New Italian motorway links Italy’s tourist destinations from top to boot toe

New Italian motorway links Italy’s tourist destinations from top to boot toe

The new A2, the former A3 Salerno-Reggio Calabria Italian motorway, has been renamed to the Autostrada del Mediterraneo (Mediterranean motorway). It is a completely different way of thinking about motorways: not just the infrastructure and a comfortable road, but also a work through which to arrive in so many territories of southern Italy, crossed by its route.

The Autostrada A1, or Autostrada del Sole, literally “Sun Motorway” or Autosole, is an Italian motorway that connects Milan with Naples via Bologna, Florence, and Rome. At 754 km, it is the longest Italian motorway and is considered the spinal cord of the country’s road network.

Along with the A1 motorway, the Autostrada del Sole, the Motorway of the Mediterranean, will thus join Lombardia to Calabria, crossing territories and landscapes of great charm. The new A2 will be the first to have as a mission, beyond the logistical, the valorization of the tourist offers in every aspect: cultural, artistic, naturalistic, and gastronomic.

The project, realized by Anas (National Autonomous Roads Corporation), is an Italian government-owned company in charge of the construction and maintenance of Italian motorways and state highways under the control of the Italian Ministry of Infrastructure and Transport – an evolution of work begun 2 years ago which led to the renaming of the former Salerno-Reggio Calabria precisely to highlight the vocation of a road linking the North to South Italy, which also tells the story and its realities. The new A2 route extends for 432 km and departs from Fisciano (Salerno, south of Naples) to end at Villa San Giovanni (Reggio Calabria), a gateway to Sicily, saving one hour of travel.

Along the Mediterranean Highway, there are 10 itineraries to discover. The Via dei Castelli (the route of the castles) which includes 115 fortifications in the Salerno area, 15 in the Potentium region, 26 in the Cosenza area, 25 in the Catanzaro area, and 15 in the area of Reggina (of Reggio Calabria). The Archaeology route from Salerno to Reggio Calabria invites visiting 5 important museums, including that of Magna Grecia that houses the Bronze of Riace, and the Way of Myth that crosses territories characterized by phenomena of the Mediterranean mythology that occupied a major part in the history of classical literature such as the three Partenope Sirens, Ligea, and Leucosia in the Gulf of Salerno.

Thanks to the Via del Mare (road of the Sea), some of the most beautiful coasts of the country, from the Amalfi Coast to the beaches of Scilla, can be visited, while the one dedicated to the Parks can be reached from Cilento to Pollino to Aspromonte.

Memories are recalled and places of memory are discovered with the Way of History and for those who want to visit shrines, basilicas, places of prayer, and the Way of Faith. All the latest 3 suggested courses are dedicated to coffee, passing close to business realities linked to toasted coffee beans, sports, discovering places to be met with various challenges, and Bacco and Ceres leading straight to wines of excellence and delicacies.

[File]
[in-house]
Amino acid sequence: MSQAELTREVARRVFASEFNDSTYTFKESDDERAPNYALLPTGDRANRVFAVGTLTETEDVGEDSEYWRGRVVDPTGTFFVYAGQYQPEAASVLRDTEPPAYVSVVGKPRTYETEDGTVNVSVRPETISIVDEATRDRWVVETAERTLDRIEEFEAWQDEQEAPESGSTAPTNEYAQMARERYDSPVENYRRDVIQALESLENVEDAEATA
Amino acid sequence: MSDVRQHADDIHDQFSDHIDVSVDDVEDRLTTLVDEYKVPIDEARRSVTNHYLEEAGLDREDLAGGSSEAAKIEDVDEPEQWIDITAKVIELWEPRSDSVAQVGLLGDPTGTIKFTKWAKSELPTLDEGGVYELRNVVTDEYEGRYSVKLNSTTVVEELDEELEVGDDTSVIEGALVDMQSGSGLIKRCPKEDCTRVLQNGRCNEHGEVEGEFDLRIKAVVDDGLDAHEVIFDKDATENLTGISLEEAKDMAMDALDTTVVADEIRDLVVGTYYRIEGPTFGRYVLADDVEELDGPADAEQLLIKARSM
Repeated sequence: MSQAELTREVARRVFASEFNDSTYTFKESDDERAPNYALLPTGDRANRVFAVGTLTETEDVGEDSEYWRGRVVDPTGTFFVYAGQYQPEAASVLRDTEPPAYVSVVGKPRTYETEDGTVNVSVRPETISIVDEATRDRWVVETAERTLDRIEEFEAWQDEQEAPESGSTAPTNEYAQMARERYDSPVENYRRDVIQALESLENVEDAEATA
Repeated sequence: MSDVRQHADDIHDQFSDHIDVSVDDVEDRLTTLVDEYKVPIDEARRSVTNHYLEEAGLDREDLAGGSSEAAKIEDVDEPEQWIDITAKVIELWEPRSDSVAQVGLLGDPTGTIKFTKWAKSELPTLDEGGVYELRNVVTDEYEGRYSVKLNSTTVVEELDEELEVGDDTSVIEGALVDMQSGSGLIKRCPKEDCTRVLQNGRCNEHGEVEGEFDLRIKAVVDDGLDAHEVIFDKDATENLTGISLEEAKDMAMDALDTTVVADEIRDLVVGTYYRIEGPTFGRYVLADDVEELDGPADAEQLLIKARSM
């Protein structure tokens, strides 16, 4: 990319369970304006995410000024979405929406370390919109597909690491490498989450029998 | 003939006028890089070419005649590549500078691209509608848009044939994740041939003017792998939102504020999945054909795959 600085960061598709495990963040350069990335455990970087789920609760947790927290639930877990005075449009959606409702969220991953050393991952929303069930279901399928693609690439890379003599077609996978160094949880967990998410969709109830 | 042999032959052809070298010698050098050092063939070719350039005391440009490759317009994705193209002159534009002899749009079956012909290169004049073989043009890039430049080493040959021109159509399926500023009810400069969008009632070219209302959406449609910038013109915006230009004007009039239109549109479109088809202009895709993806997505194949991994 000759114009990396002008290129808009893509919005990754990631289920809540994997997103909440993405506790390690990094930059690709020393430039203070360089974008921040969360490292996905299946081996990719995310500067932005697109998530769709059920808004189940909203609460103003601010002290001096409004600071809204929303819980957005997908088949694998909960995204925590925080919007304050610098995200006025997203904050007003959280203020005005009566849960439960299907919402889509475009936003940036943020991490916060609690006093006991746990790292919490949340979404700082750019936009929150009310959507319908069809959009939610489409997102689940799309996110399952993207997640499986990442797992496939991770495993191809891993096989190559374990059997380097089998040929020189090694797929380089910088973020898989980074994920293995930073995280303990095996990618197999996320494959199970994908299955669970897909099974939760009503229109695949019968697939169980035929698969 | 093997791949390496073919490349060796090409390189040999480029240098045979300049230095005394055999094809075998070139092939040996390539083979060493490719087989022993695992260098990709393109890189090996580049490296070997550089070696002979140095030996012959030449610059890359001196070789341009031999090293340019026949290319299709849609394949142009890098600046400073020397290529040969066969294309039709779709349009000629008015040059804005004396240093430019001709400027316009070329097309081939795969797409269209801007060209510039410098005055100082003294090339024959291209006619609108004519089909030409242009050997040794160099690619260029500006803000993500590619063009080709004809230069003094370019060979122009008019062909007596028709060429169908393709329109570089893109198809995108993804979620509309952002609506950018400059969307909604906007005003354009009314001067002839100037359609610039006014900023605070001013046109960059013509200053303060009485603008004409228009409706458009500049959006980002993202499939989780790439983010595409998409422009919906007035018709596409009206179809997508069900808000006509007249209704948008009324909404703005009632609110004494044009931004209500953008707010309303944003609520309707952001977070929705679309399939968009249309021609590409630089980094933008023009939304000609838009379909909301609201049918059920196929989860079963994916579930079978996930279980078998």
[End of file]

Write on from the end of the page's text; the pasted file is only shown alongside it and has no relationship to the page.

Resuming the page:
A campaign for the launch of the Mediterranean Motorway, was launched and carried out by Anas jointly with the Ministry of Transport and Infrastructure, under the patronage of Mibact, with the claim: “Between Campania, Basilicata, and Calabria, there is a road where every trip is a discovery: it is the Mediterranean motorway.”

Along the way of the Autostrada del Mediterraneo, the traveler can enter the varied world of fresh and authentic flavors, and of genuine dishes that respect the prerogatives of the territory.

It is also possible to experience excellent wineries. In the Salerno area, there are the White Cilento Doc white, Rosé, Aglianico, Castel San Lorenzo Doc, white, red and rosé, and Aglianico, Amalfi Doc, and the Salerno IPG Hills, with a typical geographical indication.

In the Potenza area, there are Doc Aglianico del vulture, Aglianico del vulture reserve, Aglianico sparkling wine, and Aglianico del Vulture old.

The Doc wines produced in Reggio Calabria and Catanzaro districts are: Bivongi, white and rosé. In Cirò and the sub-zones are the Condoleus, Donnici, Esaro, Pollino, San Vito di Luzzi, Hills of Crati, Verbicaro, Greek of Bianco, Lamezia, and Melissa.

In addition, there is lemon juice liquor, strawberry, apple liqueur, fennel, licorice, and melon cream.

The cedar trees of the Cosenza coastline, the Calabrian liquors made of fruit such as oranges, lemons, bergamot, Indian figs, and apples are renowned. Rich in vitamins, strengthening the immune system, they also work on the digestive system. Particularly appreciated in Italy and Europe, they are of ancient traditions handed down in modernity. They come from spice – flavored with herbs and spices – then flavored with honey.

A particular mention in Bacco’s path is to be reserved for Cape Amalfi, Limbadi herb liquor in Vibo Valentia province, which has received the prestigious award in Brussels of First European bitter.

It is the southern soul that resides in the flavors of an ancient aromatic herbal distillate, unique in the world.


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